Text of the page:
decided: August 19, 1983.
ZONING HEARING BOARD OF THE TOWNSHIP OF BRISTOL. TOWNSHIP OF BRISTOL, APPELLANT
Appeal from the Order of the Court of Common Pleas of Bucks County in the case of William Hawkins v. Zoning Hearing Board of the Township of Bristol, No. 81-8682-09-5.
Clyde W. Waite, for appellant.
Robert P. Snyder, for appellee.
Judges Rogers, Craig and MacPhail, sitting as a panel of three. Opinion by Judge Rogers.
[ 76 Pa. Commw. Page 471]
This is the appeal of Bristol Township from an order of the Court of Common Pleas of Bucks County reversing decisions of the township zoning hearing board denying the appellee, William Hawkins, the right to use a premises in the township's M-2 Heavy Manufacturing zoning district as an adult massage center.
In September, 1980, Morton Schwartzman, the owner of the premises, applied for a use and occupancy permit. On the form of application Hawkins wrote under the heading, General Description of the Work, "Health Center/Physical Therapy" and under the heading, Intended Uses, "Health Center work with Insurance Co. & Doctors, therapeutic heat massages, exercise machines." A use and occupancy permit was issued to Schwartzman on which the intended use was described as "Heath Center/Physical Therapy." Schwartzman leased the premises to William Hawkins
[ 76 Pa. Commw. Page 472]
who then commenced operation of what he admitted could most properly be called an adult massage center. The record shows that the adult massage center was given the name Emilie's Massage Parlor*fn1 and that the operatives were women, referred to by the appellee at the board hearings as his subcontractors.*fn2
The use and occupancy permit was revoked by the township in March, 1981, on the ground that the use was not in accordance with the use and occupancy permit. The appellee filed an appeal from this action. He also filed two successive applications for use and occupancy permits. In the first, the intended use was described as "Health Center/Therapeutic Massage" and in the second as "Adult Massage Center." Both were rejected by the township on the ground that the intended uses were not permitted uses in the M-2, Heavy Manufacturing zoning district.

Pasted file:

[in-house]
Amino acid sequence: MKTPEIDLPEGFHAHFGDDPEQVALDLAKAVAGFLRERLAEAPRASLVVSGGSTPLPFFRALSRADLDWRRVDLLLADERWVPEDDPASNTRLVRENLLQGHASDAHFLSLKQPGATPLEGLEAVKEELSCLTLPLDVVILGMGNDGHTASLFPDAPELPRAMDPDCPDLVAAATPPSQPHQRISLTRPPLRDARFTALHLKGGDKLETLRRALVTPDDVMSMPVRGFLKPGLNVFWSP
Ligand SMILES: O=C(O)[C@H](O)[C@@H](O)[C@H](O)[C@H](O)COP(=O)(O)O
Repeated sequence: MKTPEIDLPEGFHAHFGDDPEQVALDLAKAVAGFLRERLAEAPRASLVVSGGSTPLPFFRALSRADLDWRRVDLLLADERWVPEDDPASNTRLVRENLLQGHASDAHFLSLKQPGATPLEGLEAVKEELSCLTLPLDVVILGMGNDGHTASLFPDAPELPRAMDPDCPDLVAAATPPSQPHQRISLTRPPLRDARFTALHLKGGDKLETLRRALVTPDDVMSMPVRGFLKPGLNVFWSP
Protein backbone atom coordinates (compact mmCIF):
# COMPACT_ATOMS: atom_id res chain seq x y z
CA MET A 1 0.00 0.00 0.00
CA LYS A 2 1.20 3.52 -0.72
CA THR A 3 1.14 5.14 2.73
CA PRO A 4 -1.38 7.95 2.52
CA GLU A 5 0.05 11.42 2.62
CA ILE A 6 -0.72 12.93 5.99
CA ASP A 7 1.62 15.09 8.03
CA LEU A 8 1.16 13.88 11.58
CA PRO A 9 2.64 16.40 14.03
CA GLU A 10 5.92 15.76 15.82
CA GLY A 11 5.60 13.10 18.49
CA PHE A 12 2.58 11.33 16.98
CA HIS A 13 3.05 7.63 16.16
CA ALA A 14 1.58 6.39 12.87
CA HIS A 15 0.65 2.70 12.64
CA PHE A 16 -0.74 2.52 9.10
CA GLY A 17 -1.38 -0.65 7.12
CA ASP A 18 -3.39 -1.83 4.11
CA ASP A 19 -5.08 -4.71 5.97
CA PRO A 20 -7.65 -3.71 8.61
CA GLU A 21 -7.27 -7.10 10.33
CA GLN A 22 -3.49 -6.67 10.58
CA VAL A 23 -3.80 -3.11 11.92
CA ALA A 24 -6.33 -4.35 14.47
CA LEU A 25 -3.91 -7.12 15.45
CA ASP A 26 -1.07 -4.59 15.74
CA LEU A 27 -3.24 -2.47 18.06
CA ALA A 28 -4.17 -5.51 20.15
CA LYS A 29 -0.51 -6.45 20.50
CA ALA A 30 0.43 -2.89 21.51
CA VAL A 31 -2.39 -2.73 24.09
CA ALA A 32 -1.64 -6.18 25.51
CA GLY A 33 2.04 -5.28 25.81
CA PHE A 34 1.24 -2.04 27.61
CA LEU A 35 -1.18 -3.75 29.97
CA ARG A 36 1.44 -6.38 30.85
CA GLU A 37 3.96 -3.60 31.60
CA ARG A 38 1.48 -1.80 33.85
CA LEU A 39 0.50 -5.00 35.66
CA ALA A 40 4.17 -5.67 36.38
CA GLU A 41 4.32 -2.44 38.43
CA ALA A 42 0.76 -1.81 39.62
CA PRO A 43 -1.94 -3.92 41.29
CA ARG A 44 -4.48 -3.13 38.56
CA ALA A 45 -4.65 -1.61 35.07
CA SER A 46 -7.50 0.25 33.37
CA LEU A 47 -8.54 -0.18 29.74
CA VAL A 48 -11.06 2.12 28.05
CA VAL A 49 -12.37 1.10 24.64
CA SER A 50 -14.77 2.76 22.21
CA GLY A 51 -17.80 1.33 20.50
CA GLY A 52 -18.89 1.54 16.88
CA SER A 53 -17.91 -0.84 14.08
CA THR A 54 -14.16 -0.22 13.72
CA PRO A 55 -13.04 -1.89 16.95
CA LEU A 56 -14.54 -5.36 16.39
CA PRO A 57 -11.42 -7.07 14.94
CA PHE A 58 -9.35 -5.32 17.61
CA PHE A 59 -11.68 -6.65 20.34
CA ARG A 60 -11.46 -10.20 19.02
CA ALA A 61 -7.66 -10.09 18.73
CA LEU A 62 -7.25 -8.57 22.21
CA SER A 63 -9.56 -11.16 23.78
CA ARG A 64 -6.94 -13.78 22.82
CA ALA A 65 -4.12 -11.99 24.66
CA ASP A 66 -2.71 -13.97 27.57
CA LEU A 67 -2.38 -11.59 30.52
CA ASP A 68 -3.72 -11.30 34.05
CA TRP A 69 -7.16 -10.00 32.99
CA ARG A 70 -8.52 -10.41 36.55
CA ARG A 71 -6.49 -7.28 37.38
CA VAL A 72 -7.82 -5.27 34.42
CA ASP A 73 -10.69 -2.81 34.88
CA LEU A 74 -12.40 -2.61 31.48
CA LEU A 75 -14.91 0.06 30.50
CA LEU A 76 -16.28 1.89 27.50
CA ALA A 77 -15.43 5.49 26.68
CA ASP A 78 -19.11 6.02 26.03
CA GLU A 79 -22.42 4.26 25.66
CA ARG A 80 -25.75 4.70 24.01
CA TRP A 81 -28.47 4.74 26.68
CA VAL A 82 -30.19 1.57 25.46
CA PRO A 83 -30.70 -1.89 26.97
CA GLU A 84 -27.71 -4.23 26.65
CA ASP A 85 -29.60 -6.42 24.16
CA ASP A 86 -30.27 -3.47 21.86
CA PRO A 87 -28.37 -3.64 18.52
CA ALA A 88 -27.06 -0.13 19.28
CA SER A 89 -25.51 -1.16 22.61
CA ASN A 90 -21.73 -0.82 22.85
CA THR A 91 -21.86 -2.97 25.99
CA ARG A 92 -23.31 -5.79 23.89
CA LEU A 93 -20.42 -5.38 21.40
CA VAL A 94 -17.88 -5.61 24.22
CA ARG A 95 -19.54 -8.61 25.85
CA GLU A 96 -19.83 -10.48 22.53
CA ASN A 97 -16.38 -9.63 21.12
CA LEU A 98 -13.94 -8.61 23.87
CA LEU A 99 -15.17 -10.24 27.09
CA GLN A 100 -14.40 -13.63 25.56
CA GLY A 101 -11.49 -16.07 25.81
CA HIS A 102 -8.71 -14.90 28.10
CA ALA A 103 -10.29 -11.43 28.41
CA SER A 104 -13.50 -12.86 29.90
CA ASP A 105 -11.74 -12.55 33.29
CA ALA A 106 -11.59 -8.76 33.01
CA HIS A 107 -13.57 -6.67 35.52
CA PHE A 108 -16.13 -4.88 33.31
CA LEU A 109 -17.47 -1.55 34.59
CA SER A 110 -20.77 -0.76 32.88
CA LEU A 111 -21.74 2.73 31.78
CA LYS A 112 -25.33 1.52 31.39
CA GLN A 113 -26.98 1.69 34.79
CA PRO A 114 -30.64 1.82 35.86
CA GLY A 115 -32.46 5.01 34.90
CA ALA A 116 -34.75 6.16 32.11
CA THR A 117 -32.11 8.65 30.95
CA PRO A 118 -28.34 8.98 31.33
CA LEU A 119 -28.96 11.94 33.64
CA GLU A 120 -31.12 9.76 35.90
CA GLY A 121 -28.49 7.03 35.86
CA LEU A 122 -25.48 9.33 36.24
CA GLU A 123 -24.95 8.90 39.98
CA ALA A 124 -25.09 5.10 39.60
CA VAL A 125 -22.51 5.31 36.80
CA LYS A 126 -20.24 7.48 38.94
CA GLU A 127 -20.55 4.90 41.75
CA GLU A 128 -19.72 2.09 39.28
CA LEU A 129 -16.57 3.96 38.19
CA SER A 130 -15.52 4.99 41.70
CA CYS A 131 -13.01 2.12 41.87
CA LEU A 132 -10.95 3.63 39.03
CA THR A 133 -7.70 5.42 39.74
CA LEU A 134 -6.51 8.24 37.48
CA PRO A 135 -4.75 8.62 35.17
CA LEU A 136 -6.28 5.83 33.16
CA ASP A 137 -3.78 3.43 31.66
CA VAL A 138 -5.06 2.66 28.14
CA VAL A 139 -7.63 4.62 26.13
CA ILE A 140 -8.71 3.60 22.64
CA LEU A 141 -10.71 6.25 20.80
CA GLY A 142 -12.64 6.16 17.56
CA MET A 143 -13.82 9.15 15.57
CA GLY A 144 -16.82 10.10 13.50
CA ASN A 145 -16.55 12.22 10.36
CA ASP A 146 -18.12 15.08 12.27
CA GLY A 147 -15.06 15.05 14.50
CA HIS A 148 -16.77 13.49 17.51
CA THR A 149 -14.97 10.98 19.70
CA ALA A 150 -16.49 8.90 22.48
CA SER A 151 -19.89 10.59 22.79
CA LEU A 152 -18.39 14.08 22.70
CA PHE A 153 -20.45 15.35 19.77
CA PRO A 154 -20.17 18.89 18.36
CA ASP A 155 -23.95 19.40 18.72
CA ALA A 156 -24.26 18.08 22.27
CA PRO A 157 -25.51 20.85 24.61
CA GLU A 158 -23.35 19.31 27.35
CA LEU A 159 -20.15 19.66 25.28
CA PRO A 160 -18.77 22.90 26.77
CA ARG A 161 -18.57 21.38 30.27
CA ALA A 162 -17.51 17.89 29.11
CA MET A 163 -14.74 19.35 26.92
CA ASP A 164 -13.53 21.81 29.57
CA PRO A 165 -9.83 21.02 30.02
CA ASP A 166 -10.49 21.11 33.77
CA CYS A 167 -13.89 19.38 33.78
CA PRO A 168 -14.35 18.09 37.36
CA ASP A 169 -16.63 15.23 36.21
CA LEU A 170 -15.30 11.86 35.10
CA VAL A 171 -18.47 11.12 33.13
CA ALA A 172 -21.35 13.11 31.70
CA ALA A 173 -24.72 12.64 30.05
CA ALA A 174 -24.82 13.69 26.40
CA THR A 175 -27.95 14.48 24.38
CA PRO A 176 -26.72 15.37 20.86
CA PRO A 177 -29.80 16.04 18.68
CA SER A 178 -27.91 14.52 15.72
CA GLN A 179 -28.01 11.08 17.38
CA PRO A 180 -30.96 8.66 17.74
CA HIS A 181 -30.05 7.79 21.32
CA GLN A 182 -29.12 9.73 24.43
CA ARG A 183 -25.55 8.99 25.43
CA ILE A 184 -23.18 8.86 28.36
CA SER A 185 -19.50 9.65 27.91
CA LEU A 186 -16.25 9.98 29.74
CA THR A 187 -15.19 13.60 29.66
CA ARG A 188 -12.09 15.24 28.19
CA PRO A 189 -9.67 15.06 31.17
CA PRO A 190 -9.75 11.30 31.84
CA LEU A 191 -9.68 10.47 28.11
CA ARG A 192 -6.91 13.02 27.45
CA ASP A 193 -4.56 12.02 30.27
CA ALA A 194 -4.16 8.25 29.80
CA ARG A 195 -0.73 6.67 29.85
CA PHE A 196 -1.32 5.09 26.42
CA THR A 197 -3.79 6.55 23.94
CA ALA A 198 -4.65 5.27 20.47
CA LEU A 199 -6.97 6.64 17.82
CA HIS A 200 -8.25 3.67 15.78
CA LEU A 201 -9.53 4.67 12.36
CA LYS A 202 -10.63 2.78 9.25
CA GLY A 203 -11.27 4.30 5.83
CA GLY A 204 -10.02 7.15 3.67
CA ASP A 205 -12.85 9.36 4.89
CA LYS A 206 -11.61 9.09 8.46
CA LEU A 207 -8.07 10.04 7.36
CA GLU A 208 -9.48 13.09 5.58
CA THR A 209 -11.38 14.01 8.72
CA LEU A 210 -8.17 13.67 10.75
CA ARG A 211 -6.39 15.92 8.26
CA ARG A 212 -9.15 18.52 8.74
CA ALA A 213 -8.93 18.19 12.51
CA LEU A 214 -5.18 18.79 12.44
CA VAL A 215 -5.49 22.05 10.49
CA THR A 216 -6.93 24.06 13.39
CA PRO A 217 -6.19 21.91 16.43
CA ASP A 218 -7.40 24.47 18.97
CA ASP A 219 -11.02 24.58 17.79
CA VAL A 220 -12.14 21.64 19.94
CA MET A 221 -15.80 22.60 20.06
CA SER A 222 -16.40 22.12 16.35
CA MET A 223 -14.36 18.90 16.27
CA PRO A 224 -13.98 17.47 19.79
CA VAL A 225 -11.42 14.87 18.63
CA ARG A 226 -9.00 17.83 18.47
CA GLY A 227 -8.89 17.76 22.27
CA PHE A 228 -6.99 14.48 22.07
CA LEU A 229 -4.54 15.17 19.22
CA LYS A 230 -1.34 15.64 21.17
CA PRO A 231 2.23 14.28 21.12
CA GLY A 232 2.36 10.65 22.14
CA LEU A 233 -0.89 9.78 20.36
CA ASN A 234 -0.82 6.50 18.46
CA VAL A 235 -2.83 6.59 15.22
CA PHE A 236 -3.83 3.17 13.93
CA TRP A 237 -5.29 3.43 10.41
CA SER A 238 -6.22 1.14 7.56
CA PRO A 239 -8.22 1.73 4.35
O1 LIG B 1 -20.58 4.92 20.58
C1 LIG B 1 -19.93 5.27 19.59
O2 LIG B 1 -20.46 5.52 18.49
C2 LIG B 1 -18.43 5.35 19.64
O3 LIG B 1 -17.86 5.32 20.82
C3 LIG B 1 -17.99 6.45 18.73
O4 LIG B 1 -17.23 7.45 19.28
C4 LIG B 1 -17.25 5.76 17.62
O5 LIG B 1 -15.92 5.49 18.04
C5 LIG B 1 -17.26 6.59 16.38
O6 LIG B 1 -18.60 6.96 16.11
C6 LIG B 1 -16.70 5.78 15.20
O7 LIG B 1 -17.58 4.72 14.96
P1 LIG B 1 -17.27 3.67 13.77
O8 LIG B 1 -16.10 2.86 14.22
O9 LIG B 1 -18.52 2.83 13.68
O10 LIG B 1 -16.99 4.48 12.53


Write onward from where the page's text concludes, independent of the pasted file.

The appellee filed appeals to the board from all these actions: the revocation of the use and occupancy permit granted to Schwartzman and the rejection of the two applications made by the appellee. After hearings, the board upheld the actions of the township. The court of common pleas, which received no evidence, reversed the board's decisions and ordered "the [Zoning Hearing] Board to reinstate and/or issue an appropriate use and occupancy permit. . . ." We may assume that the court meant that the township should issue a permit and that it would be for the use of the
[ 76 Pa. Commw. Page 473]
premises as an adult massage center because the court employs that phrase as the true description of the use of the premises made, and intended to be made, by the appellee.
The parties, the board and the common pleas court all agree that if the use of the premises as an adult massage center serviced by women subcontractors of the appellee is to be permitted in the M-2 Heavy Manufacturing district, it must fit the description found at Section 132(2)(b) of Part 14 of the Bristol Township Zoning ordinance, which is as follows:
Section 132. Use regulations. The specific uses permitted in this District shall be . . .
2 . . .
(b) Commercial recreational, amusement or atheletic facilities provided that these uses are limited to indoors or within the confines of a fully enclosed building.